(Thanks mods.. look at all this vertical space that got wasted where my 5 line vitriol would have sufficed)

            PS Have a picture of a bird enjoying his dinner. Yum Yum!

          4. Thanks teapot.

            You wouldn’t have thought it would be such a hard-fought argument that foie gras is cruel and unnecessary; but I guess for some people a tasty snack is more important than suffering, and they’ll be willing to justify it however they can.

          5. @NathanHornby:disqus My pleasure. You carried the load for a while so the least I could do was chip in. I actually posted two comments before this but those were removed because apparently it’s only OK to use swear words when you’re describing the price of a burger.

            Keep fighting the good fight :)

          6. Teapot!
            Welcome, angry vegetarian!

            There’s so much to answer…I’ll do my best and hit the points you bring up in order…

            *deep breath*

            Before I jump into it, I just want to point out that I’m not arguing that eating foie (or any meat for that matter) is totally ethical or moral thing. I realize that an animal is suffering in some respect and dying in order to feed me something that I don’t *require* to live. It’s kinda fucked up. That said, I’m ok with that. I think we make a number of choices just by living in this society that result in our comfort/happiness and the suffering of someone else. Perhaps a bad example but, your fancy iPhone was made in a factory in China staffed by people that are treated little better than corralled animals – it’s messed up. The fruit you eat that’s been imported from Mexico – you think those farm workers that picked it for you were living in optimal conditions? All I’m saying by this is that all of our hands are a little dirty based on the choices we make. Some of us hold certain things more dear to our hearts than others but, that doesn’t make our choices any less bad. I know eating meat isn’t the most ethical/moral thing but, I’m ok with that…and I try to mitigate the horribleness of what I do by caring about where my meat comes from and how it is raised.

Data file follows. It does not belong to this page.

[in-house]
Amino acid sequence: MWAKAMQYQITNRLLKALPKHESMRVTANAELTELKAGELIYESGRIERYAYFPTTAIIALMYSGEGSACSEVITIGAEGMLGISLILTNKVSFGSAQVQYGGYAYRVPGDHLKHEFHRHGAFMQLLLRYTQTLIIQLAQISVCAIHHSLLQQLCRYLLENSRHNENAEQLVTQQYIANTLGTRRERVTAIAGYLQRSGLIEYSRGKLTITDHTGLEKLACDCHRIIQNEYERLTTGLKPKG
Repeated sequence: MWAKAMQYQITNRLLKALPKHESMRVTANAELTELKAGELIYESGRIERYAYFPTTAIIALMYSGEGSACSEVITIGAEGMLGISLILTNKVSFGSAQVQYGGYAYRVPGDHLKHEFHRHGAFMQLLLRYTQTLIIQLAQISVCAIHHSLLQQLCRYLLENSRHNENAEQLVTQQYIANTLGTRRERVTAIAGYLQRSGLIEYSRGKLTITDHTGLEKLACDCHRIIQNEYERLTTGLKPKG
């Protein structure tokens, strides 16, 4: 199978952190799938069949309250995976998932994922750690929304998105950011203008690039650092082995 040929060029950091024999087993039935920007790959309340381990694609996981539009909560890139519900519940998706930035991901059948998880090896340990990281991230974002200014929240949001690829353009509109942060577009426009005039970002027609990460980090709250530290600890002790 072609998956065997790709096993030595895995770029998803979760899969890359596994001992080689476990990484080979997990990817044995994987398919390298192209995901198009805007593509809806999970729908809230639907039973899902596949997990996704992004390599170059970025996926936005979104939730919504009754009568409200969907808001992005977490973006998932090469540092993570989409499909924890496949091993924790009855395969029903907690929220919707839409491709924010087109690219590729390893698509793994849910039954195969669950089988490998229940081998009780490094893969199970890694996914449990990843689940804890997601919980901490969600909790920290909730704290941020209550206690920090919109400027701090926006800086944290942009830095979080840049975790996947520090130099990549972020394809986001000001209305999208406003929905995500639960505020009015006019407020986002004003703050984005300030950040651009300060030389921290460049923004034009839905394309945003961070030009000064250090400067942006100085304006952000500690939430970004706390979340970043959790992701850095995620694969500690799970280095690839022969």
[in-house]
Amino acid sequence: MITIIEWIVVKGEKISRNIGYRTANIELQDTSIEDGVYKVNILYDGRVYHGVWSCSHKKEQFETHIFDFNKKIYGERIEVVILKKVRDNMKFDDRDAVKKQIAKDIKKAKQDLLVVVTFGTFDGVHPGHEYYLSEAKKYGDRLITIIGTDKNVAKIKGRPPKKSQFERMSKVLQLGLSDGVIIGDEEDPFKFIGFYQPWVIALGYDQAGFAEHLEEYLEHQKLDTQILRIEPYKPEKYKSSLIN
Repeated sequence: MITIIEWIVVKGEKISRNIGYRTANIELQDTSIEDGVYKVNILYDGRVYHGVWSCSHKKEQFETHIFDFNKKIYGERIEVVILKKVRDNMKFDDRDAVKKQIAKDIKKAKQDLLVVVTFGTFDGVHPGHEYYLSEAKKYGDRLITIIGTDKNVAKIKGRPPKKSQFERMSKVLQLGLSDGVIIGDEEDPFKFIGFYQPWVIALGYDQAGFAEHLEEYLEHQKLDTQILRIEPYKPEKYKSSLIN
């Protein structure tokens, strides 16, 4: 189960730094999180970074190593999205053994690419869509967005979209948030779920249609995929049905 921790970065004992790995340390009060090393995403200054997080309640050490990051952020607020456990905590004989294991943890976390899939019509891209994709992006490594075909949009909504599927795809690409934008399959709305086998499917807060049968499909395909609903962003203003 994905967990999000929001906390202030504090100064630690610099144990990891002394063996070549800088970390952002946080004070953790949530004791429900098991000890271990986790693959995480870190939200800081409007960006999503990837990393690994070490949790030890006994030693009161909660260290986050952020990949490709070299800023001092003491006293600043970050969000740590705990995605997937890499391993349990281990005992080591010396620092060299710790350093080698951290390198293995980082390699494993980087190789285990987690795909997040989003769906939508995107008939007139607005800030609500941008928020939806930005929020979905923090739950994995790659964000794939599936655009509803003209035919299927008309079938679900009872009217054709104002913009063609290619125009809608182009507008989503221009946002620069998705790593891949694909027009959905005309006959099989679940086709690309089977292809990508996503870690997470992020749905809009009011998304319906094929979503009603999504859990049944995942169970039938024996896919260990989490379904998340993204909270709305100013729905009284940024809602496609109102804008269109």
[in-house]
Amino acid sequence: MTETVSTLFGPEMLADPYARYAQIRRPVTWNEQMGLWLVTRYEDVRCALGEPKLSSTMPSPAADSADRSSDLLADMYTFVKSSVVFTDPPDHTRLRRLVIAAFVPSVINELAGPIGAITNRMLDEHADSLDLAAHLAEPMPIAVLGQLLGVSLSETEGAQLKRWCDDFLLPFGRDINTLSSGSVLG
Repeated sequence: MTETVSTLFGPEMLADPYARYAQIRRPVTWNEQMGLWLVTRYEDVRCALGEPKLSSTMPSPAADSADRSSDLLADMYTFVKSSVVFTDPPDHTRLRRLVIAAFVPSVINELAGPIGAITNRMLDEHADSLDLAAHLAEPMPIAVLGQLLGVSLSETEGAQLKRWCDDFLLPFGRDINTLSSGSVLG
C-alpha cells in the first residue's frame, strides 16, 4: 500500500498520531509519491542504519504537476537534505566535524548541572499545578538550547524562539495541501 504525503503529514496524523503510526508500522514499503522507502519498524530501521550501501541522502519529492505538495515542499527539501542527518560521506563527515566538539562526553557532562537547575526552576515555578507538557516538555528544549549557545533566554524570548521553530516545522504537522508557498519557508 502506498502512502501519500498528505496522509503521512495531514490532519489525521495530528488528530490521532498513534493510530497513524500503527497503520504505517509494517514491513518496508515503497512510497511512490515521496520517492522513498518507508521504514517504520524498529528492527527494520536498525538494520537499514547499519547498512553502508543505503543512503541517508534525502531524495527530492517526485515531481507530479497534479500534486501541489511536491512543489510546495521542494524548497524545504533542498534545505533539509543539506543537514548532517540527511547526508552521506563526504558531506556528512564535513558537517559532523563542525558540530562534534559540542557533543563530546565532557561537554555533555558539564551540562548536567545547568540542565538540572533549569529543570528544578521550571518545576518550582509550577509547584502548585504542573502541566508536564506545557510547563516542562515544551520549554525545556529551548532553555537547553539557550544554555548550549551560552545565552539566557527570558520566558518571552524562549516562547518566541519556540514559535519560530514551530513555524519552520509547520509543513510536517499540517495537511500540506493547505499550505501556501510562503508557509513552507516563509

Ok…now, on to business.